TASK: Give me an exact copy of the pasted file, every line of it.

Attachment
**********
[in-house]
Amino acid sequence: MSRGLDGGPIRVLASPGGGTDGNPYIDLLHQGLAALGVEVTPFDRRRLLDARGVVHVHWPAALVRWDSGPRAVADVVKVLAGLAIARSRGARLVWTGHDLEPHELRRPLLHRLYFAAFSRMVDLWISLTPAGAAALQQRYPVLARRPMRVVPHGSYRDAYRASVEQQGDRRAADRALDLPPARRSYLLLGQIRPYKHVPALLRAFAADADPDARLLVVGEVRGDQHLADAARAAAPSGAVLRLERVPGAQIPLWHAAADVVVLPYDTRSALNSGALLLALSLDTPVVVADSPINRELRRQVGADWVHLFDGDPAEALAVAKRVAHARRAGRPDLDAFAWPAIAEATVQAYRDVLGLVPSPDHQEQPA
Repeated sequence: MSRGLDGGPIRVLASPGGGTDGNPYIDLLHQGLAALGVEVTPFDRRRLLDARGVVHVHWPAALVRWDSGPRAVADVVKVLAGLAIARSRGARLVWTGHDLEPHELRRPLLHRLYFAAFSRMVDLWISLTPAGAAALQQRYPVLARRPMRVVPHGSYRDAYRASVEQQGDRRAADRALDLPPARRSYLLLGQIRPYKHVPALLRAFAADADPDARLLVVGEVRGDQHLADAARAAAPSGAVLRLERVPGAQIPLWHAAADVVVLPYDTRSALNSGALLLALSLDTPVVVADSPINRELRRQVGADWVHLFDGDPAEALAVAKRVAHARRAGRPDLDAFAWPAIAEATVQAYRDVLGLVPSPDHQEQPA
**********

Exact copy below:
[in-house]
Amino acid sequence: MSRGLDGGPIRVLASPGGGTDGNPYIDLLHQGLAALGVEVTPFDRRRLLDARGVVHVHWPAALVRWDSGPRAVADVVKVLAGLAIARSRGARLVWTGHDLEPHELRRPLLHRLYFAAFSRMVDLWISLTPAGAAALQQRYPVLARRPMRVVPHGSYRDAYRASVEQQGDRRAADRALDLPPARRSYLLLGQIRPYKHVPALLRAFAADADPDARLLVVGEVRGDQHLADAARAAAPSGAVLRLERVPGAQIPLWHAAADVVVLPYDTRSALNSGALLLALSLDTPVVVADSPINRELRRQVGADWVHLFDGDPAEALAVAKRVAHARRAGRPDLDAFAWPAIAEATVQAYRDVLGLVPSPDHQEQPA
Repeated sequence: MSRGLDGGPIRVLASPGGGTDGNPYIDLLHQGLAALGVEVTPFDRRRLLDARGVVHVHWPAALVRWDSGPRAVADVVKVLAGLAIARSRGARLVWTGHDLEPHELRRPLLHRLYFAAFSRMVDLWISLTPAGAAALQQRYPVLARRPMRVVPHGSYRDAYRASVEQQGDRRAADRALDLPPARRSYLLLGQIRPYKHVPALLRAFAADADPDARLLVVGEVRGDQHLADAARAAAPSGAVLRLERVPGAQIPLWHAAADVVVLPYDTRSALNSGALLLALSLDTPVVVADSPINRELRRQVGADWVHLFDGDPAEALAVAKRVAHARRAGRPDLDAFAWPAIAEATVQAYRDVLGLVPSPDHQEQPA